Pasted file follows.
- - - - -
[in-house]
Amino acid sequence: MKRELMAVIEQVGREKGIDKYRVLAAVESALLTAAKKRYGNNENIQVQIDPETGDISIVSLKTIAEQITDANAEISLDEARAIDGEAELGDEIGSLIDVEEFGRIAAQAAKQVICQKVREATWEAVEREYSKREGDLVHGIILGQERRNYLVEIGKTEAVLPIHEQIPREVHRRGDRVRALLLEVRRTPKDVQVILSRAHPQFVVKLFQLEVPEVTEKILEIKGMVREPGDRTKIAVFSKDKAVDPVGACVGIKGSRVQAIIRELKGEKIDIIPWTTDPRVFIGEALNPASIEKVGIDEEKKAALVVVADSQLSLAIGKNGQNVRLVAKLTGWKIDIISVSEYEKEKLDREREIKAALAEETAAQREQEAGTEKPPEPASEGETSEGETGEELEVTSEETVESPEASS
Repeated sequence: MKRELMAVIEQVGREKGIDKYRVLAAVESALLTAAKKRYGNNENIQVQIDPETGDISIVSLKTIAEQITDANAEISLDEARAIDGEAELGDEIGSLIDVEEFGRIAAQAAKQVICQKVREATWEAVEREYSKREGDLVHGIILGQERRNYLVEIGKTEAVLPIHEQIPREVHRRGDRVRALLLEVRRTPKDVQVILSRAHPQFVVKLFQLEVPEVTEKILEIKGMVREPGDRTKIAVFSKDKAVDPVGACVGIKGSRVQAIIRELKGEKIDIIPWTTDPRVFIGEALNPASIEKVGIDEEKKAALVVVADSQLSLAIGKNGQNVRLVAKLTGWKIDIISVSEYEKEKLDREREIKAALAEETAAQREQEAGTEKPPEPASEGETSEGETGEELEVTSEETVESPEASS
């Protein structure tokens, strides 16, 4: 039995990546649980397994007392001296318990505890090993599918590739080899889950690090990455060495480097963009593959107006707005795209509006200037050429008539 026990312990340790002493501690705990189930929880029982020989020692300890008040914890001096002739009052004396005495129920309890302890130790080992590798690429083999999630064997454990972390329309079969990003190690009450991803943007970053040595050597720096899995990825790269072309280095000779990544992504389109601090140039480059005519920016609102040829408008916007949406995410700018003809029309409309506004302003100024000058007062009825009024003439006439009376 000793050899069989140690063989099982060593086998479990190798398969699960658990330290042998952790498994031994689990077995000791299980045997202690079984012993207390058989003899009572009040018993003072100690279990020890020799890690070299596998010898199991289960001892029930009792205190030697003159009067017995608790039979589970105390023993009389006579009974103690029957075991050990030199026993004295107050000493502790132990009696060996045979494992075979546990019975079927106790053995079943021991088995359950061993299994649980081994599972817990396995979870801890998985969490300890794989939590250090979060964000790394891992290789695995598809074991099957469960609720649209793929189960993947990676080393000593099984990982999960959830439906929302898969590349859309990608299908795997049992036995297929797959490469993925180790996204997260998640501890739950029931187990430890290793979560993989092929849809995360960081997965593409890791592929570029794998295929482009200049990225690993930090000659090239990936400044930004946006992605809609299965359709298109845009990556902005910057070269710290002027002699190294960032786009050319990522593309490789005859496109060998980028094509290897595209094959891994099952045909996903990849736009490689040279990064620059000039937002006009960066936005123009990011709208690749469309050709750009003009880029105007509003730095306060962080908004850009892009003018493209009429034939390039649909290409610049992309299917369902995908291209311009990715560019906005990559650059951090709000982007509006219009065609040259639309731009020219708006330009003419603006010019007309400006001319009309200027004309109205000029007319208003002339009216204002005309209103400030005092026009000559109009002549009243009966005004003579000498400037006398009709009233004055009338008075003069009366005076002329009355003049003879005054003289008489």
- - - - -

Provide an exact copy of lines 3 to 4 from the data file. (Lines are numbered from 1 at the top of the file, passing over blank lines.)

Repeated sequence: MKRELMAVIEQVGREKGIDKYRVLAAVESALLTAAKKRYGNNENIQVQIDPETGDISIVSLKTIAEQITDANAEISLDEARAIDGEAELGDEIGSLIDVEEFGRIAAQAAKQVICQKVREATWEAVEREYSKREGDLVHGIILGQERRNYLVEIGKTEAVLPIHEQIPREVHRRGDRVRALLLEVRRTPKDVQVILSRAHPQFVVKLFQLEVPEVTEKILEIKGMVREPGDRTKIAVFSKDKAVDPVGACVGIKGSRVQAIIRELKGEKIDIIPWTTDPRVFIGEALNPASIEKVGIDEEKKAALVVVADSQLSLAIGKNGQNVRLVAKLTGWKIDIISVSEYEKEKLDREREIKAALAEETAAQREQEAGTEKPPEPASEGETSEGETGEELEVTSEETVESPEASS
């Protein structure tokens, strides 16, 4: 039995990546649980397994007392001296318990505890090993599918590739080899889950690090990455060495480097963009593959107006707005795209509006200037050429008539 026990312990340790002493501690705990189930929880029982020989020692300890008040914890001096002739009052004396005495129920309890302890130790080992590798690429083999999630064997454990972390329309079969990003190690009450991803943007970053040595050597720096899995990825790269072309280095000779990544992504389109601090140039480059005519920016609102040829408008916007949406995410700018003809029309409309506004302003100024000058007062009825009024003439006439009376 000793050899069989140690063989099982060593086998479990190798398969699960658990330290042998952790498994031994689990077995000791299980045997202690079984012993207390058989003899009572009040018993003072100690279990020890020799890690070299596998010898199991289960001892029930009792205190030697003159009067017995608790039979589970105390023993009389006579009974103690029957075991050990030199026993004295107050000493502790132990009696060996045979494992075979546990019975079927106790053995079943021991088995359950061993299994649980081994599972817990396995979870801890998985969490300890794989939590250090979060964000790394891992290789695995598809074991099957469960609720649209793929189960993947990676080393000593099984990982999960959830439906929302898969590349859309990608299908795997049992036995297929797959490469993925180790996204997260998640501890739950029931187990430890290793979560993989092929849809995360960081997965593409890791592929570029794998295929482009200049990225690993930090000659090239990936400044930004946006992605809609299965359709298109845009990556902005910057070269710290002027002699190294960032786009050319990522593309490789005859496109060998980028094509290897595209094959891994099952045909996903990849736009490689040279990064620059000039937002006009960066936005123009990011709208690749469309050709750009003009880029105007509003730095306060962080908004850009892009003018493209009429034939390039649909290409610049992309299917369902995908291209311009990715560019906005990559650059951090709000982007509006219009065609040259639309731009020219708006330009003419603006010019007309400006001319009309200027004309109205000029007319208003002339009216204002005309209103400030005092026009000559109009002549009243009966005004003579000498400037006398009709009233004055009338008075003069009366005076002329009355003049003879005054003289008489």